Starting in 2014, with the iPhone 6 and 6 Plus, Apple embraced the trend toward bigger screens, which have proven hugely popular for Samsung and other competitors as well. The screen on the iPhone 6s ($649) measures 4.7-inches diagonally. The 6s Plus ($749) is a hefty 5.5-inches, the same as the new Samsung Galaxy S7 Edge (which also boasts of being waterproof).
A surge in iPhone sales led Apple to record quarterly earnings in the last three months of 2015. The company reported $75.9 billion in revenue and net income of $18.4 billion for the quarter. Overall, the iPhone contributed nearly two-thirds of Apple's $234 billion in revenue for 2015.
But Apple is projecting lower revenue this quarter, between $50 billion and $53 billion, and many industry analysts have raised concern that the market has reached "peak iPhone," limiting opportunities for future growth. Apple's stock price has fallen 15 percent over the last 12 months, reflecting investor fears that the company may struggle to expand.
"Last year was an unprecedented year for Apple and the iPhone.... You'll never see that type of growth from the iPhone again," Angelo Zino at S&P Capital IQ told CBS News when the earnings report came out in January.
When it comes to sales of this year's model, "We think the numbers will be modest," RBC Capital Markets analyst Amit Daryanani told the Associated Press. Steven Milunovich of UBS predicts Apple could sell 12 million of the new, smaller phones this year, compared to 265 million of the larger iPhone 6 models sold over the last two years.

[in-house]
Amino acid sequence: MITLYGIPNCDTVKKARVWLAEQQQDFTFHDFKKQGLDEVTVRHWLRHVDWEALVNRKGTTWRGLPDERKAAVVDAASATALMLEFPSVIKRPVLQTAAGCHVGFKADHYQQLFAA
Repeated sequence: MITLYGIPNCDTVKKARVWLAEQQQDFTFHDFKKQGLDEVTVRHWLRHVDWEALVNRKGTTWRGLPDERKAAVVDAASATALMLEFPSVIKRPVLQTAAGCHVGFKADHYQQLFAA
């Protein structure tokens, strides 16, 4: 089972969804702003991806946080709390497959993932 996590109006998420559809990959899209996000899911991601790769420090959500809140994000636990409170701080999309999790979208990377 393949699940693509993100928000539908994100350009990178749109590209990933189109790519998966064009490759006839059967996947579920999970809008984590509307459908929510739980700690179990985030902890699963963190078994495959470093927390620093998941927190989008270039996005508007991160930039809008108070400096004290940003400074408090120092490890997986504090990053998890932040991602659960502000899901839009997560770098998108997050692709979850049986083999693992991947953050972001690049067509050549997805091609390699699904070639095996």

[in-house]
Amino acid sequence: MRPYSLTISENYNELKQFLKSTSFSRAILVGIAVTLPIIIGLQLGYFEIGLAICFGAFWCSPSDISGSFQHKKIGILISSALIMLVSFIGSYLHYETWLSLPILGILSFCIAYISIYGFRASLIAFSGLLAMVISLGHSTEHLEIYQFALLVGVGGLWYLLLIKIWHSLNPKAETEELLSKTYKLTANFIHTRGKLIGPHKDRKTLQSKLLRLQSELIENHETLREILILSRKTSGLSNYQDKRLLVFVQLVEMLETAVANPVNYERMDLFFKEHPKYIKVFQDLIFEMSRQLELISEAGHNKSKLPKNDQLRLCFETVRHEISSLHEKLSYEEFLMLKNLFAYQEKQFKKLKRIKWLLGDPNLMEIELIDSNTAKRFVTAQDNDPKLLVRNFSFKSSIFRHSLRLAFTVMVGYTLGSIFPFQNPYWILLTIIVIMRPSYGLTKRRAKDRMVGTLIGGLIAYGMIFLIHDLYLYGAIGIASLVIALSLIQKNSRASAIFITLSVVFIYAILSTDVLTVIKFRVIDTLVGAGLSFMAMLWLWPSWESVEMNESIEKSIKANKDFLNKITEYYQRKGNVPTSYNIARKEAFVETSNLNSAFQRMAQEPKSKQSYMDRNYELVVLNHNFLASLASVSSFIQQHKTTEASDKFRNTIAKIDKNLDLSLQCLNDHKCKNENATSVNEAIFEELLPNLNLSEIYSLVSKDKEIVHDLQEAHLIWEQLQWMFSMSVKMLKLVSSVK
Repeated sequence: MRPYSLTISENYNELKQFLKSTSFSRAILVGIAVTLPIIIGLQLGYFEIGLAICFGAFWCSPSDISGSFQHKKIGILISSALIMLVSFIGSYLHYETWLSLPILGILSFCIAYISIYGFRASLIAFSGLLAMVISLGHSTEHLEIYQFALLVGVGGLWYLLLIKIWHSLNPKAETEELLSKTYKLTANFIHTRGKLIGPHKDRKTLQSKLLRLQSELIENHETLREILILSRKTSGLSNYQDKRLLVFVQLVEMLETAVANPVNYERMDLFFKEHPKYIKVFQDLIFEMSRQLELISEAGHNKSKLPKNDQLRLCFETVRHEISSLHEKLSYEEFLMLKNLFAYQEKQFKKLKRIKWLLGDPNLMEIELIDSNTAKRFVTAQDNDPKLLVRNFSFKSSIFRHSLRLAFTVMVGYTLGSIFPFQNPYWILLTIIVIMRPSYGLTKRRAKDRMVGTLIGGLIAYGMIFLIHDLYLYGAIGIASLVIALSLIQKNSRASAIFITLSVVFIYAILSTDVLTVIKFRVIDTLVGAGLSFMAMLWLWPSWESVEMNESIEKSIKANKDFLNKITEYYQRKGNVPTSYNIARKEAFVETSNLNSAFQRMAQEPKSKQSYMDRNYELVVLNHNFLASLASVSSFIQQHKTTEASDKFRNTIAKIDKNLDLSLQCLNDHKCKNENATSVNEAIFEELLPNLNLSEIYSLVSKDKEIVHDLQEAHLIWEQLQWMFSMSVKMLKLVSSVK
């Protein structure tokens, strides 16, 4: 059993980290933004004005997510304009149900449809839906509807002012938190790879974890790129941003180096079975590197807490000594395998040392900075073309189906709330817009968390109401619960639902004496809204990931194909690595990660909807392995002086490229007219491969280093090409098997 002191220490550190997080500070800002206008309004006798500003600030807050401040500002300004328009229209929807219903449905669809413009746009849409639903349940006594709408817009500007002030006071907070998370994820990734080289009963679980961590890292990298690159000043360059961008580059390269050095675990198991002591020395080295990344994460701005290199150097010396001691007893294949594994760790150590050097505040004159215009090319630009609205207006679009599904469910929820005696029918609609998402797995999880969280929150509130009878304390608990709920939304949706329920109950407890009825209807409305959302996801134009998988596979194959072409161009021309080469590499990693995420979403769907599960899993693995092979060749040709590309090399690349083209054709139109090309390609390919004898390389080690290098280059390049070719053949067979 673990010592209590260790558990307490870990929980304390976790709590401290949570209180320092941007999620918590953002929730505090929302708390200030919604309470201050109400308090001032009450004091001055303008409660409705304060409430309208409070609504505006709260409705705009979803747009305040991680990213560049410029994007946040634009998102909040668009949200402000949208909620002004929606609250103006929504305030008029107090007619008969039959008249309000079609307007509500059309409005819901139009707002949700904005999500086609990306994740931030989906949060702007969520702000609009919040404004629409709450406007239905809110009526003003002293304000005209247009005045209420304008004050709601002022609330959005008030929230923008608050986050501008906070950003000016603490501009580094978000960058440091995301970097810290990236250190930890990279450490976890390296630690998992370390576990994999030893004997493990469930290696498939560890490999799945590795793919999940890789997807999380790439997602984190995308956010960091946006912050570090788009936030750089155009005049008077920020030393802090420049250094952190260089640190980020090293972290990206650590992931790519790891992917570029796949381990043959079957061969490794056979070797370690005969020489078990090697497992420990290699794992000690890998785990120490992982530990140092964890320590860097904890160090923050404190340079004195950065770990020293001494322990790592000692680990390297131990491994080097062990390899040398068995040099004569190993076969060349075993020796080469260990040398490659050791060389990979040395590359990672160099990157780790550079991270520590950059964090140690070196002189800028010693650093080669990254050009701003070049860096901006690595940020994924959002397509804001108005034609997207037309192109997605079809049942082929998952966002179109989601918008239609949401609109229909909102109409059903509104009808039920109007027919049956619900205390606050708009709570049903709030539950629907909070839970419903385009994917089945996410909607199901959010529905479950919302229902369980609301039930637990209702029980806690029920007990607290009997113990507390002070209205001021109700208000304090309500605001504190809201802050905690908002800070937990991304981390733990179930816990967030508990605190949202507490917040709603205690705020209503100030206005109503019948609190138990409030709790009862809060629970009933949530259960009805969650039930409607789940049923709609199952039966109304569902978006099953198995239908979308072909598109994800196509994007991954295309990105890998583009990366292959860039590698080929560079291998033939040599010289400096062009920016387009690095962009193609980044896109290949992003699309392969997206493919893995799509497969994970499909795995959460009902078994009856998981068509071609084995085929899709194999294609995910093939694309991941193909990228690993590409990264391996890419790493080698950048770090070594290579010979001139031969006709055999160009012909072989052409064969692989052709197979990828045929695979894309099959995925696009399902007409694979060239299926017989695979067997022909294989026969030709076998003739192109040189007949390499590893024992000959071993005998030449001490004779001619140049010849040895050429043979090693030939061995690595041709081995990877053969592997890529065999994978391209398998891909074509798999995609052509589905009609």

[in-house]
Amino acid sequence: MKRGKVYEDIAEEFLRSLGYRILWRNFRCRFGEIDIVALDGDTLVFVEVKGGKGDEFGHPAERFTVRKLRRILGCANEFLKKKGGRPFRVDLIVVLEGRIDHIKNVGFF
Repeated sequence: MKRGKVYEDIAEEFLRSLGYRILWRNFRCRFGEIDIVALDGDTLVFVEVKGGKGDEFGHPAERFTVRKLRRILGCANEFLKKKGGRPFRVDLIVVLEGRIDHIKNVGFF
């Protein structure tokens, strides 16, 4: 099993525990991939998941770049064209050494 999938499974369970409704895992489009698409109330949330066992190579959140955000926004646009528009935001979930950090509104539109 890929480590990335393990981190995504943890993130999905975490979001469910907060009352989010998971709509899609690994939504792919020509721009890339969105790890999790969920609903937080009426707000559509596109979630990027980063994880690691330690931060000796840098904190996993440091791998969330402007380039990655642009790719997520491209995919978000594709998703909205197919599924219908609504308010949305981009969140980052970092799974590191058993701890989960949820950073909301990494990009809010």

Initial reactions to Apple's latest wares were mixed, with CNET's Jeff Bakalar suggesting that the company's new gear lacks inspiration.
Meanwhile, speculation has already begun about Apple's next generation iPhone 7, which is expected to be unveiled in the fall.
As for tablet sales, while Apple did not break down sales figures for different devices, analysts say sales of the iPad and the tablet market overall have been slowing for several years, and it's unlikely another new model will do much to change that. Market analysis firm IDC reported that tablet shipments were down 10 percent worldwide in 2015; while Apple remained the market leader, it still experienced a 24.8 percent decline from the year before.
Our partner site CNET notes that the 12.9-inch iPad Pro, though well-received by some graphics and media professionals, hasn't been widely embraced by the public. Competition from Android tablets, running software from Google parent Alphabet (GOOG), has taken a toll. And with more people toting smartphones with larger screens, fewer seem to see the need for a tablet-sized device.